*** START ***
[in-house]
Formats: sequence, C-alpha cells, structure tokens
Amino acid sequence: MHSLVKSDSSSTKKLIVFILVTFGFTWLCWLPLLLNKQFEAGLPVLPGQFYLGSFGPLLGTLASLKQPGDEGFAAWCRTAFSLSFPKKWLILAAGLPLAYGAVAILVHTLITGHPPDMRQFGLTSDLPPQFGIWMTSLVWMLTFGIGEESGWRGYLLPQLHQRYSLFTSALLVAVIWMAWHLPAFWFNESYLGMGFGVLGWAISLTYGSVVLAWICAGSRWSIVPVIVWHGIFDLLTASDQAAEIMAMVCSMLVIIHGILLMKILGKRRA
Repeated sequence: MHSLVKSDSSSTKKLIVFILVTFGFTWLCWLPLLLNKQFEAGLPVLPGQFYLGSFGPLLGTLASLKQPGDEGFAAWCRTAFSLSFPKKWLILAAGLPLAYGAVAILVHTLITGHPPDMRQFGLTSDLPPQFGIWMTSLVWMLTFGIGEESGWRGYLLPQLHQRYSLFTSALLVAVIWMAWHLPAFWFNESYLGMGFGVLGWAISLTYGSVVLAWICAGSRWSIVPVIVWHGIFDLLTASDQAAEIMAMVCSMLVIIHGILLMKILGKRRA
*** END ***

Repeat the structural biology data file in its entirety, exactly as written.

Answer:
[in-house]
Formats: sequence, C-alpha cells, structure tokens
Amino acid sequence: MHSLVKSDSSSTKKLIVFILVTFGFTWLCWLPLLLNKQFEAGLPVLPGQFYLGSFGPLLGTLASLKQPGDEGFAAWCRTAFSLSFPKKWLILAAGLPLAYGAVAILVHTLITGHPPDMRQFGLTSDLPPQFGIWMTSLVWMLTFGIGEESGWRGYLLPQLHQRYSLFTSALLVAVIWMAWHLPAFWFNESYLGMGFGVLGWAISLTYGSVVLAWICAGSRWSIVPVIVWHGIFDLLTASDQAAEIMAMVCSMLVIIHGILLMKILGKRRA
Repeated sequence: MHSLVKSDSSSTKKLIVFILVTFGFTWLCWLPLLLNKQFEAGLPVLPGQFYLGSFGPLLGTLASLKQPGDEGFAAWCRTAFSLSFPKKWLILAAGLPLAYGAVAILVHTLITGHPPDMRQFGLTSDLPPQFGIWMTSLVWMLTFGIGEESGWRGYLLPQLHQRYSLFTSALLVAVIWMAWHLPAFWFNESYLGMGFGVLGWAISLTYGSVVLAWICAGSRWSIVPVIVWHGIFDLLTASDQAAEIMAMVCSMLVIIHGILLMKILGKRRA